With the possible exception of TV news anchors or others who have to relay vast amounts of unfamiliar material, I say down with TelePrompters, and most of all down with reading speeches. For whatever reason, I’m finding more and more academics, preachers, public speakers – and yes, a former President of the United States – becoming totally addicted to reading speeches. Speaking on behalf of the audience, I can tell you that it’s a miserable experience.
College professors show up at academic conferences and read (yes, literally read) their research papers. Could anything be more agonizing to listen to? Public officials bore us to tears with their eyes glued to the podium reading the cards. Agree or not, even Presidents lose respect when audiences feel like he’s just reading something a speechwriter wrote for him.
I was visiting a church recently who was interviewing a candidate to become their new pastor. Everyone loves him. His credentials are impeccable, his experience is solid, and his integrity is without question. His only problem? When he preaches, he never looks up. Ever. He looks down, rather than looking directly into his audience’s eyes.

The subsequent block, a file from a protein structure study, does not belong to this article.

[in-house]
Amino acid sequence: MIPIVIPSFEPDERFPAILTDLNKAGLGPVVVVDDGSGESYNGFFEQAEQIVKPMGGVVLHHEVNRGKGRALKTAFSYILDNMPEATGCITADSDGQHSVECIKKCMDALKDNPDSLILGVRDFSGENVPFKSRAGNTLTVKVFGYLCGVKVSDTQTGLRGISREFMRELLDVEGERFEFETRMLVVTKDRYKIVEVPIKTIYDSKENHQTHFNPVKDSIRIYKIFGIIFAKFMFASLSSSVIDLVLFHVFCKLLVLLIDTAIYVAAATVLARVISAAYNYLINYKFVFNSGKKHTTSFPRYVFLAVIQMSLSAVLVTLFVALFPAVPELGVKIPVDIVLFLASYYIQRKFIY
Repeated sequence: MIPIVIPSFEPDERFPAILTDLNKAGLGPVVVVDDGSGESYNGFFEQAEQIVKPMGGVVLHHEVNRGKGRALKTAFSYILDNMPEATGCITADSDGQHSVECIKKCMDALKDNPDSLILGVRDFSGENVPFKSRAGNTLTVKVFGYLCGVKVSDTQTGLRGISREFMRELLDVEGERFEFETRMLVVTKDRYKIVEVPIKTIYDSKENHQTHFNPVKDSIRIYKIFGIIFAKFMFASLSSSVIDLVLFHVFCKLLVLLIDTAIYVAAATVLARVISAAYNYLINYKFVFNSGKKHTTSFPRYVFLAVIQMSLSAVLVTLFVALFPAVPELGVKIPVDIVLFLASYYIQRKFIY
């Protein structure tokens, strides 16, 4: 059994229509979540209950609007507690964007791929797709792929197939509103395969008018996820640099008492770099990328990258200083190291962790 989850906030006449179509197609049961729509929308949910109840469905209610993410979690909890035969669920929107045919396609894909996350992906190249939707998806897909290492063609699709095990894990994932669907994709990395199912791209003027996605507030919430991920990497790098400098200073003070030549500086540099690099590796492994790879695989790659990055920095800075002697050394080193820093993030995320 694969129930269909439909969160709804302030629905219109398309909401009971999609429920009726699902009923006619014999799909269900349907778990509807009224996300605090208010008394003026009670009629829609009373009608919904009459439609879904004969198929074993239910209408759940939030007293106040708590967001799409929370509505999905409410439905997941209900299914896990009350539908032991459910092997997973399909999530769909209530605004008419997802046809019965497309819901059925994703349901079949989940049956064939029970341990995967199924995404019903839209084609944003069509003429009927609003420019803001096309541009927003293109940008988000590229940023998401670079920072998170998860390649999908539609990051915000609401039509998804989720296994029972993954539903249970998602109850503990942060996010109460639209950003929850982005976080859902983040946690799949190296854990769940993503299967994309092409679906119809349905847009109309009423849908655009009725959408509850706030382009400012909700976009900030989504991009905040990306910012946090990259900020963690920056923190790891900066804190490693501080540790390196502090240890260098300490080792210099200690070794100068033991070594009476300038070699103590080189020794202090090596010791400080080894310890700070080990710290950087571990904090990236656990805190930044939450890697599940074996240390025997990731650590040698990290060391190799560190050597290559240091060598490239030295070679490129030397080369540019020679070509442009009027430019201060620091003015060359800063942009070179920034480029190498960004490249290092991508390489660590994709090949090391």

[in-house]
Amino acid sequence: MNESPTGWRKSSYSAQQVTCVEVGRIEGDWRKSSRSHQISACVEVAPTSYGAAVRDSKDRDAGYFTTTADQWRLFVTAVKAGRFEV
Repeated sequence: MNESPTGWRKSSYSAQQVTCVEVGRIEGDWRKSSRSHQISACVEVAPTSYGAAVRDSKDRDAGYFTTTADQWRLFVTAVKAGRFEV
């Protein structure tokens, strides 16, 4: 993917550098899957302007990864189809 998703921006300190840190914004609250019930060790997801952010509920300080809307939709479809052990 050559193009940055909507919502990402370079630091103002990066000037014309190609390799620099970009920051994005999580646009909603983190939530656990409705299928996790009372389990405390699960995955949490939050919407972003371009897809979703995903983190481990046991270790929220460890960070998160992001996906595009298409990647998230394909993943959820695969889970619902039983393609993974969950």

As a result, he probably won’t get the job.
In college, I had a earth science professor who walked into class, opened a notebook, and literally read for an entire hour. Every class. Never looked up, and never took questions. When he was finished, he closed the notebook and walked out. You call that teaching?
I’m calling speakers, preachers, teachers, and politicians, back to being real. Back to spontaneity. When you prepare, write your speech out if you like. Make an outline or other kind of notes. But whatever you do, when its time to deliver – be yourself. Cut loose. Break the addiction. We don’t care if you make a few mistakes, or feel awkward at times.
Public speaking is an art that requires your entire body. You want to read your speech? Fine. Print it out and hand it to me, and don’t force me to sit through the agony of listening to you read for an hour.
Am I the only one who’s seeing the rise of reading on stage?